While most birth injury malpractice lawsuits have physicians, midwives or nurses – professionals active in the labor and delivery process – as primary defendants, some cases will find negligence further afield. Hospitals can also be held liable, in the event that a facility allowed healthcare providers with known histories of negligent conduct to participate in childbirth.
Birth Defects & Birth Injuries
Malpractice itself doesn’t need to be confined to childbirth. Prenatal care is of crucial importance, as well, and many negligent doctors have been held accountable for prescribing dangerous drugs to pregnant women. At first, it’s often difficult to distinguish between birth defects and birth injuries. In common parlance (and in law), a birth injury is damage sustained around or during childbirth, often as the result of negligent medical care. But some forms of impairment, and some severe disabilities, begin far earlier – during fetal development.
Cerebral palsy is one example of a condition that, in some instances, can be considered either a birth injury – caused by oxygen deprivation at delivery – or an inborn genetic birth defect.
While some birth defects are caused by pre-existing genetic anomalies – and have little to do with a doctor’s abilities or competence – other such congenital abnormalities can in fact be attributed to medical negligence. Many pharmaceutical drugs, for example, are known “teratogens,” chemicals that can adversely impact the development of unborn children. When careless doctors prescribe these drugs to pregnant women, they can be held accountable for doing so if a child is born with birth defects as a result. Some cases of this sort can even come to include a pharmaceutical manufacturer as defendant.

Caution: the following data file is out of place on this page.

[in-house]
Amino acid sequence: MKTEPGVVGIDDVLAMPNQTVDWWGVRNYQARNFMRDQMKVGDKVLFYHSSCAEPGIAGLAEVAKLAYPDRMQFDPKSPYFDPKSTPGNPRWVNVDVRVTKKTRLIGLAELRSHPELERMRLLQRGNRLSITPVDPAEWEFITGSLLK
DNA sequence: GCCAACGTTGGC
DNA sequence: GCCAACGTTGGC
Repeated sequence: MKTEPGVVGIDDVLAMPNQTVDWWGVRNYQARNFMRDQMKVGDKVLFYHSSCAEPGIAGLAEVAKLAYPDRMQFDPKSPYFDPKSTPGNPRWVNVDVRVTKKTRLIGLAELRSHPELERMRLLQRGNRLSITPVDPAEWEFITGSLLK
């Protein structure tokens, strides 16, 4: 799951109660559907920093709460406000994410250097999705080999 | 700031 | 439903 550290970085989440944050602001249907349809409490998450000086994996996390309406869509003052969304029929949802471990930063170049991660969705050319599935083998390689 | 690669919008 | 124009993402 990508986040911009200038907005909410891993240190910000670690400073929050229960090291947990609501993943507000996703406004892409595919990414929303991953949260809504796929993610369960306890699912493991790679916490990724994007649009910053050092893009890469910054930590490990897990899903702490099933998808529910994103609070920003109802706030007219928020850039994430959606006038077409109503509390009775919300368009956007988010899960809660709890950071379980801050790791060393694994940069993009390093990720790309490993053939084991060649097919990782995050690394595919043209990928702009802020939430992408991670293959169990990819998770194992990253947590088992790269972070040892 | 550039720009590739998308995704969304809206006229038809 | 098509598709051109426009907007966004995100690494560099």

What Compensation Can We Win In A Birth Injury Lawsuit?
After sustaining a birth injury, some children will require life-long care, and costly medical treatments, to live up to their full potential. These are burdens that no family should bear alone, but time and time again, we’ve met with families who are struggling to give their children the best possible life – while buried under mountains of medical debt. Many parents could benefit from mental health counseling themselves, but have no way to pay for expensive therapy sessions.
We all know that raising a child with special needs or a disability is a challenge. Pursuing a medical malpractice offers some families the resources to meet this challenge head-on. If your child’s condition came as the result of medical negligence, your family may be able to secure significant financial compensation:
- Past, present and future medical expenses and bills
- Rehabilitation costs
- Occupational and physical therapy
- Emotional counseling
- Assistive technologies
- Home modifications
- Lost wages that could not be earned because you were tending to your child’s needs
- Pain and suffering damages
In limited cases, families may even be eligible to secure punitive damages. While most damages in a personal injury lawsuit are intended to compensate plaintiffs for what they have lost as the result of negligence, punitive damages are meant to punish particularly reckless healthcare professionals. Punitive damages can have the added benefit of deterring egregious behavior in the future.
Building A Plan For Long-Term Support
For many families, filing a medical negligence lawsuit comes with an unexpected advantage. Experienced attorneys have to demand a specific amount of compensation from negligent doctors, nurses, midwives or hospitals. We don’t just make up an arbitrary number. But to estimate an adequate amount of compensation, we need to understand how your child’s injuries will impact their daily activities and quality of life – not in the short-term, but for years to come.